A federal judge has revoked bail for a Florida man accused of orchestrating a $70.9 million Ponzi scheme, siding with prosecutors' allegations of "brazen" violations of a "no-contact" condition of his bail. Joseph Signore, previously free on $100,000 bail after being charged with twelve counts of mail fraud and wire fraud, was "regretfully" remanded into custody by U.S. Magistrate Judge Dave Lee Brannon. In revoking Signore's bail, Judge Bannon found that Signore's contact with several investors violated the terms of his release, but also conceded that some responsibility for the violations lay with the attorneys that crafted the terms. Unless Signore is able to obtain new bail terms, it is possible he could remain incarcerated until the case goes to trial.
According to authorities, Signore and Paul Schumack solicited potential investors to participate in JCS Enterprises' ("JCS") Virtual Concierge program, which involved the purchase of a virtual concierge machines ("VCM") through a one-time fee ranging from $2,600 to $4,500 per VCM. The VCM, which resembles an ATM, is a free-standing or wall-mounted machine placed in various businesses that purportedly allowed the advertisement of products or services and even the ability to print tickets or coupons. Potential investors were told that the VCMs generated substantial returns, which in turn would allow the payment of annual returns to investors ranging from 80% to 120%. In addition, investors were provided with the location of the VCMs they had purportedly purchased, and even given the ability to track the VCM activity online.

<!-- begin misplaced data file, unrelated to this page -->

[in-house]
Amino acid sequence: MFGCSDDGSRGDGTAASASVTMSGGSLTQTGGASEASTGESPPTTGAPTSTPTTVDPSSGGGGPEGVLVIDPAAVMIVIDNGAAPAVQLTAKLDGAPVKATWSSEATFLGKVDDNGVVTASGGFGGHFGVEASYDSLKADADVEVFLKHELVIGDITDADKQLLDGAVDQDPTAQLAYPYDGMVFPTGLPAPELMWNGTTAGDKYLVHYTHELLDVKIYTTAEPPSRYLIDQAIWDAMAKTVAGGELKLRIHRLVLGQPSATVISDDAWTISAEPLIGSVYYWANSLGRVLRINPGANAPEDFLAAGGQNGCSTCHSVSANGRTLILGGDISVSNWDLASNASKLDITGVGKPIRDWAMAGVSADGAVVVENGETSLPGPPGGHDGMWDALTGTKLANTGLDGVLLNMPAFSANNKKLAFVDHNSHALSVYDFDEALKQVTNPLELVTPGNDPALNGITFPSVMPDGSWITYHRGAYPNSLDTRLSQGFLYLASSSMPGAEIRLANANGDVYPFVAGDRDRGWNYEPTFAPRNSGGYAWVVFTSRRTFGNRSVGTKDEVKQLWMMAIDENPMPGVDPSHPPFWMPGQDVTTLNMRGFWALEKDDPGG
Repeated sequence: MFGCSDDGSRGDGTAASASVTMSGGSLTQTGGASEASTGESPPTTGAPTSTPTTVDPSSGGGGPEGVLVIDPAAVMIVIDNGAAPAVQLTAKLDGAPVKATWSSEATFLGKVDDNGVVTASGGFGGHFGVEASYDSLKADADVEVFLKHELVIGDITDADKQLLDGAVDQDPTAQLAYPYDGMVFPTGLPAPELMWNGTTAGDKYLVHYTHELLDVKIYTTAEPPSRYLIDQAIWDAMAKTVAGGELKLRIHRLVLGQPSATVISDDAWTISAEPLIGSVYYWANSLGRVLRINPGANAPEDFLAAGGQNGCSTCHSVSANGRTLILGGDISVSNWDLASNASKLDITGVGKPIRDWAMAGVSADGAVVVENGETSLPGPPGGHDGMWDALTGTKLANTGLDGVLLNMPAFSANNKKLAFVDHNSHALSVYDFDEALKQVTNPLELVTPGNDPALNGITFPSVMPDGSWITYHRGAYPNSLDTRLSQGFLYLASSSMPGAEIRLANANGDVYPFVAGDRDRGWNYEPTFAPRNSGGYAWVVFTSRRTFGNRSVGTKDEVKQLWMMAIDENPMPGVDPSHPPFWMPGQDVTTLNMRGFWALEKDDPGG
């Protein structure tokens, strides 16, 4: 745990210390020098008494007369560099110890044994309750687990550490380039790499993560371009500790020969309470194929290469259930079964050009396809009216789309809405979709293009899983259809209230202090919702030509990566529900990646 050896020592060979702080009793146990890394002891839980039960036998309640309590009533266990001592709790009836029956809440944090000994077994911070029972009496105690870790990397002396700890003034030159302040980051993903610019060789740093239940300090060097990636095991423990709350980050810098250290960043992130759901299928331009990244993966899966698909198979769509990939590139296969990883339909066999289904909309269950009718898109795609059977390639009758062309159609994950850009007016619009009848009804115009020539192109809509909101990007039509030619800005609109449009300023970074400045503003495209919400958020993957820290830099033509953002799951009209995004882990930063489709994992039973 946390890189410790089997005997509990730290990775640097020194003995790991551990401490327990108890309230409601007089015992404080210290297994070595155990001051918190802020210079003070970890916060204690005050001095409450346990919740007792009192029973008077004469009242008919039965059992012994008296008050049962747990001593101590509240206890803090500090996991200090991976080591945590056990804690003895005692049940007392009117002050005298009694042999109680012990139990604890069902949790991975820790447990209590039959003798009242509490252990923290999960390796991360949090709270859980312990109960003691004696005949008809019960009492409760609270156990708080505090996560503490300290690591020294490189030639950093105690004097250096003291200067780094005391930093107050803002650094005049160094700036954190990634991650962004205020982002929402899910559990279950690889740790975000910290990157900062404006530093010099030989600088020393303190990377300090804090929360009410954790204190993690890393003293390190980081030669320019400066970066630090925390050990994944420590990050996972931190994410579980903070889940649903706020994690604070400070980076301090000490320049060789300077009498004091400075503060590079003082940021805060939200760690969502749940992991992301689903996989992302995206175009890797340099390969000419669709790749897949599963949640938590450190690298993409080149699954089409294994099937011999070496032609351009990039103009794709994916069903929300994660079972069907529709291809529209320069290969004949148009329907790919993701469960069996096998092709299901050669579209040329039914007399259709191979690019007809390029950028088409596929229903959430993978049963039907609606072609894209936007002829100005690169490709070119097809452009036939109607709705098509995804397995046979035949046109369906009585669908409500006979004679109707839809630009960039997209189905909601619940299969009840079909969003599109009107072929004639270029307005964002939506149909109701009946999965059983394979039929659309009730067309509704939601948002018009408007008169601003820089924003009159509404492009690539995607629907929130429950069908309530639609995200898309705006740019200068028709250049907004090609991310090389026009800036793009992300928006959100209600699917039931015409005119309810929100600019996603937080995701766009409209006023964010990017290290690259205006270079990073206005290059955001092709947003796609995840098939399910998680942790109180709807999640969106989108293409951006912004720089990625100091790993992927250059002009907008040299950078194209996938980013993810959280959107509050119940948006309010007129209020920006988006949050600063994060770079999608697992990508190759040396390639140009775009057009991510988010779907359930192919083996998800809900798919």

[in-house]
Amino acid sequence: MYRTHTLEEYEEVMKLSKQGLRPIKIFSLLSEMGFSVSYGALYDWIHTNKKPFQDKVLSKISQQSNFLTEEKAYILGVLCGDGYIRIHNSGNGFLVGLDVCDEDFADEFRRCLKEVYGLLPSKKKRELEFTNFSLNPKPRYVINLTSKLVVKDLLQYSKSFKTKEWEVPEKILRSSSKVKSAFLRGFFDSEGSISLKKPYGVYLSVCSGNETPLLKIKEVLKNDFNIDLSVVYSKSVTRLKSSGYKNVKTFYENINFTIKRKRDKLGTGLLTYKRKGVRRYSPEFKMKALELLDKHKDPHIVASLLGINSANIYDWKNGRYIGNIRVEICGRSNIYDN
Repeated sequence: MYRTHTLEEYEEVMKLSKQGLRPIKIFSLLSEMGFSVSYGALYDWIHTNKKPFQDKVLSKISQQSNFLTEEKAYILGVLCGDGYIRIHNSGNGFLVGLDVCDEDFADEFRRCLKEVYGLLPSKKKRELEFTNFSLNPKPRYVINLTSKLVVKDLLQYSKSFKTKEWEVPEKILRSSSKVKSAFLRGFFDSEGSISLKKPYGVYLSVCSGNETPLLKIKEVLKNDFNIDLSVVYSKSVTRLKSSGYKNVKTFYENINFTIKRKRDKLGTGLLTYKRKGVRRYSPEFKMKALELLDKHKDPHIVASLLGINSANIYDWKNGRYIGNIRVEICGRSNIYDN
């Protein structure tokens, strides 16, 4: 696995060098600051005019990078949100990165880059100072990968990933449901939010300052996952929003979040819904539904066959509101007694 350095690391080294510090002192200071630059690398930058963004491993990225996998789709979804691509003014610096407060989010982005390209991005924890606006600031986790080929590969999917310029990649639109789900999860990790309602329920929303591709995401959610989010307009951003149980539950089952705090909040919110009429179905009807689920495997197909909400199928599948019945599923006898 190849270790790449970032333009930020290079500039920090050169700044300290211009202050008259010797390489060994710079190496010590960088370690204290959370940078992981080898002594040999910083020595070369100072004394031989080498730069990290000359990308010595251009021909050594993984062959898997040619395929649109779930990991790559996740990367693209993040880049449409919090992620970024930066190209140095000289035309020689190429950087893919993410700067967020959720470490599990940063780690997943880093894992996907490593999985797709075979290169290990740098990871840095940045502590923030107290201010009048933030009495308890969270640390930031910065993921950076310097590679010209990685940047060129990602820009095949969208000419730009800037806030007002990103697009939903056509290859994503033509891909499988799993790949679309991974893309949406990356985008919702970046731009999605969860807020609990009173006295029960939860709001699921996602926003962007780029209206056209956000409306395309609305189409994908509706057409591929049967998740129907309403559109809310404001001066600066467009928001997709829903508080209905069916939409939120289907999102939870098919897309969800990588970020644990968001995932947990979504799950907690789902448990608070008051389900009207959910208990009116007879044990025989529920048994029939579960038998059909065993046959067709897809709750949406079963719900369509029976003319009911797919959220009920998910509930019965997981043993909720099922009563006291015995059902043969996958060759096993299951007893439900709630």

Investors were solicited in several ways, including several websites controlled by the entities and through videos posted on popular video-sharing website Youtube. The videos promised that the VCM would "generate income for years," and promised that a $3,500 investment could produce "huge returns." Potential investors also received emails from Schumack, who touted his graduation from West Point Military Academy in 1979 and whose email signature also featured a Bible passage intended to create a false sense of security for investors.
However, authorities allege that the outsized returns touted by the defendants were the result of a Ponzi scheme. According to the SEC, the production of VCMs was not close to the amount of VCMs purportedly sold to investors, and the guaranteed returns were "a farce." Instead, investor funds were commingled and used for a variety of unauthorized purposes, including the unauthorized transfer of more than $2 million to Signore and his family. An additional $56,000 in investor funds were used for expenses including restaurants, stores, and a tanning salon. Finally, approximately $4 million in investor funds were transferred to an unrelated account from which Schumack and others allegedly made more than 100 cash withdrawals of nearly $5 million.
Signore's Release and My Gee Bo
Following the pair's arrest last Tuesday, Judge Brannon set bond for each at $100,000. As part of the conditions of release, Signore was permitted, to no objection, to continue operating My Gee Bo ("My Gee Bo"), another company Signore operated from his same address. However, it soon emerged that Gee Bo had been operated in tandem with JCS, and the receiver subsequently filed an emergency motion seeking to include Gee Bo as part of the entities placed in receivership. In that motion, the receiver detailed Gee Bo's ties to JCS, disclosing that Gee Bo had received at least $770,000 in transfers from JCS or for Gee Bo's benefit - including the payment of hundreds of thousands of dollars in JCS funds for a celebrity sponsorship from Shark Tank's Barbara Corcoran. The Court granted the motion to include Gee Bo.
In addition to the close ties between Gee Bo and JCS, Judge Brannon was also informed by prosecutors that Signore had engaged in contact with several individuals, including scheme victims and Gee Bo employees, in violation of a "no-contact" condition of his release. This included communications with a JCS shareholder, Gee Bo investors, and the JCS records custodian. According to Judge Brannon, these "evidence gathering" activities were sufficient cause to revoke Signore's bail.
A copy of Signore's motion opposing the government's motion to revoke bond is below: